We’ve all seen the impact of rapidly escalating house prices on family, friends, neighbours, and those now finding themselves on the street. Increased mortgage rates, while dampening sales, have done nothing to dampen need. Significant demand with decreased availability, particularly of rental spaces, has created significant increase in cost of housing across the spectrum of buyers.
Housing was a key issue for me when I first ran for mayor in 2018 and I have focused a great deal of my time, energy and creativity this term on the vision that everyone deserves a roof over the head.
Recognizing the worsening housing issue early on, with the support the Team of Council and Staff for Midland, the Town purchased 20 acres on the south side of Balm Beach Road. It was essential that we position Midland to have land and projects “shovel-ready” for upcoming tranches of monies toward housing so that we stopped being passed over.
Shortly after that achievement, Council waived $400,000 of development charges for the second phase of shelter now and along with Tay, Tiny and Penetanguishene contributed $100,000 each to project. These funds plus a $2,000,000 private donation, along with County and Provincial support combined to see 32 units of transitional housing under construction in Midland.
Recent efforts by myself and the Deputy Mayor at County Council to support the Guesthouse debt consolidation resulted in Simcoe County underwriting much of the debt as a consolidated mortgage. The result was ~$40,000 per year being directed towards improved operation and capacity expansion at this key time when homelessness is increasing.
Council struck a housing committee and a homelessness committee to deal with these 2 issues with mixed success. The homelessness committee met 3 or 4 times, couldn’t achieve quorum and suggested dissolution of the committee. The housing committee successfully budgeted for the Shelter Now expansion. The committee’s global scan of successful housing initiatives, a survey of Midlands residents, an inventory of municipal resources and determining potential partners, resulted in a report that budgeted for a Community Improvement Plan (CIP) for housing.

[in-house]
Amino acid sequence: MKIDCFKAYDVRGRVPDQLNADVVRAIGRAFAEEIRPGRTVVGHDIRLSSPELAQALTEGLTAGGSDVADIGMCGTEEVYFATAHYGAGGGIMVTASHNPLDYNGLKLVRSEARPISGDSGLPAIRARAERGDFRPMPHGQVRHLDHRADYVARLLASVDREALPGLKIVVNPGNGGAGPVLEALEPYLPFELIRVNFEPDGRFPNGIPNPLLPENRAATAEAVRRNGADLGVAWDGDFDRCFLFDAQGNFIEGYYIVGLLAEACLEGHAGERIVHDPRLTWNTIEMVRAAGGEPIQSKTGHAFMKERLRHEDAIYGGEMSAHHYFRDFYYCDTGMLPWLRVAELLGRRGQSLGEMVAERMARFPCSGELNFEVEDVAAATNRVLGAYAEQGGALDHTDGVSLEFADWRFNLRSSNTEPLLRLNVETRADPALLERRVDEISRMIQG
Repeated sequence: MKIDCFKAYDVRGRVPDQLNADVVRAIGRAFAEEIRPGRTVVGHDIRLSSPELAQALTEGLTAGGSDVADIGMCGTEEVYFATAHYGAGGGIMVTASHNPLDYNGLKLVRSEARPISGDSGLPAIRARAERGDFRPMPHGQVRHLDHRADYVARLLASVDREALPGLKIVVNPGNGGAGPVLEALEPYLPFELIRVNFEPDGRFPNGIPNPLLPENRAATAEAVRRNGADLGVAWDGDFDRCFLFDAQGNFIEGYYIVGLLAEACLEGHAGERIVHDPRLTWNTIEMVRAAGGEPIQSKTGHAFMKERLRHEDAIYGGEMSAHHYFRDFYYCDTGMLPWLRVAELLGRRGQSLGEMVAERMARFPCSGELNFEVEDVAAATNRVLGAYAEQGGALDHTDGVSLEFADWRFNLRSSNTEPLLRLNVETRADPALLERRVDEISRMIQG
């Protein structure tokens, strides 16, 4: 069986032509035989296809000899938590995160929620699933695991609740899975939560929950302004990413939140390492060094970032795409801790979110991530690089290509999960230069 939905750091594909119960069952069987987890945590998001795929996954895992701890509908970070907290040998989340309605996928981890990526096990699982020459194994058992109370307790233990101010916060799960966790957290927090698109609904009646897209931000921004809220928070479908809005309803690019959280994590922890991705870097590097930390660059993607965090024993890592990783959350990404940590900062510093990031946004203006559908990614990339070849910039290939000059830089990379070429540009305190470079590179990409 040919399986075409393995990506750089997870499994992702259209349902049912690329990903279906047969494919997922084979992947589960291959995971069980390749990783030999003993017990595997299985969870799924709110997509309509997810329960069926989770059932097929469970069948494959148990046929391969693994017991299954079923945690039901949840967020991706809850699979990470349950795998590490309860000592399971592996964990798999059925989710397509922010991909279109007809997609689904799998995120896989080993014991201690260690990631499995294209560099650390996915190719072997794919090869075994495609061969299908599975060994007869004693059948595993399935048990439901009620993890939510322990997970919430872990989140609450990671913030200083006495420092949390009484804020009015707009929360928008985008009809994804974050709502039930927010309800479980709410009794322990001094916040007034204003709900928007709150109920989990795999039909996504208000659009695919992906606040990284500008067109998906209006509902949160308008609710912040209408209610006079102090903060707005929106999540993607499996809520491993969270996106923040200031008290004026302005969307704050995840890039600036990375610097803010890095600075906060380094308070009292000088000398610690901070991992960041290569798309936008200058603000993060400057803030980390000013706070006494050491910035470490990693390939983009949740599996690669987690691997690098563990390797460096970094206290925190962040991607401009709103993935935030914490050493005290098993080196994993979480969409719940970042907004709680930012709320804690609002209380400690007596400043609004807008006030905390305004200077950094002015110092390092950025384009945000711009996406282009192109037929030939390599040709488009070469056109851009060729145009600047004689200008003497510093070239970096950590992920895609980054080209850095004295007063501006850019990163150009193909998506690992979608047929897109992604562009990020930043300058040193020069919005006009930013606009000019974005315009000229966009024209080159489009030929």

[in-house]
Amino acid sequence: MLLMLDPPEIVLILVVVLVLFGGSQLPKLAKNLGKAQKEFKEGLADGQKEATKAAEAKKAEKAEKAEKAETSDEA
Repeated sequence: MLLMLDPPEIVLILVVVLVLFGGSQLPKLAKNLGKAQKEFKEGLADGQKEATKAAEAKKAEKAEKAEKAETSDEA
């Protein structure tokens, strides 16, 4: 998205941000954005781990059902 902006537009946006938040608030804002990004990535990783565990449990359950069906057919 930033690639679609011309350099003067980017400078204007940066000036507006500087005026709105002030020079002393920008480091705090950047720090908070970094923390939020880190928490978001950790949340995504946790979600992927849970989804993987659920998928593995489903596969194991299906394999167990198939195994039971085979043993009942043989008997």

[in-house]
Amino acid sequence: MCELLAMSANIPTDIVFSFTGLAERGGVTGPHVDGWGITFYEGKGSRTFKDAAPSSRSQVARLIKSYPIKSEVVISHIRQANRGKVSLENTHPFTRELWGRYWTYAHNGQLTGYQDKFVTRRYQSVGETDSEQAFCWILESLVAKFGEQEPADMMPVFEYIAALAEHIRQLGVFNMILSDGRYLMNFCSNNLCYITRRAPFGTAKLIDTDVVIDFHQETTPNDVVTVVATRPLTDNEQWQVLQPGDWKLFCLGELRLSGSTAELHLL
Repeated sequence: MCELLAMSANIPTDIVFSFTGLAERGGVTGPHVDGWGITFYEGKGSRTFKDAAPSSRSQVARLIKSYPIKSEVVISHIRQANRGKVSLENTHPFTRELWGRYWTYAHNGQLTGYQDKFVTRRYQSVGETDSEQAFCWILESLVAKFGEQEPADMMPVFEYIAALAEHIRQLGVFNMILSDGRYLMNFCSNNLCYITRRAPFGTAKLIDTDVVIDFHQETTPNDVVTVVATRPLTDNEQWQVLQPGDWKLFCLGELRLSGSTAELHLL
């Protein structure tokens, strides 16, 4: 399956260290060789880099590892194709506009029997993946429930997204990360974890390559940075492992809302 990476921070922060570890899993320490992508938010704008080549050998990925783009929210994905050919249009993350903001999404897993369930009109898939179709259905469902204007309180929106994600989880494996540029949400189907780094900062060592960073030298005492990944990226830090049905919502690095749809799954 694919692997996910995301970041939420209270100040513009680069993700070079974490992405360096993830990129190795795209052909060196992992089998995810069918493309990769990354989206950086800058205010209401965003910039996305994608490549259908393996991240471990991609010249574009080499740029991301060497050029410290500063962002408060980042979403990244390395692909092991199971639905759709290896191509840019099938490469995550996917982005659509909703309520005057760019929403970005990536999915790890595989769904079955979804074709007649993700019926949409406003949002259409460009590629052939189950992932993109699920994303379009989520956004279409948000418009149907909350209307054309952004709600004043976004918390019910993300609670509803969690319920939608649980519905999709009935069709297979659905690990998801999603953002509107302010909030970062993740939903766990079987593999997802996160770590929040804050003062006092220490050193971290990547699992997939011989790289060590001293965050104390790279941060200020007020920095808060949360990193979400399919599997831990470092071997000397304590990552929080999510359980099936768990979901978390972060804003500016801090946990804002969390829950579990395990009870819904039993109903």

The CIP public engagement process and report paves the way for the Minister of Municipal Affairs and Housing to endorse the CIP and exempt the Town from Municipal Act prohibitions around ‘bonusing’. Effectively Midland will have the tools to provide incentives for the creation housing that is within reach of working people that otherwise could not afford to enter the market. This is a big step as lower tier municipalities are not mandated to deal with housing. Once completed, we can sit at the table with developers and financial institutions, as well as CMHC and other federal agencies, at County, and the province.
Please be sure to engage with the folks running the CIP process to ensure your voices are heard!
County Economic Development Review and Impact of Housing
Western Ontario Wardens Caucus regarding Attainable Housing
County Support for Guesthouse
Town of Midland’s Housing Committee Homepage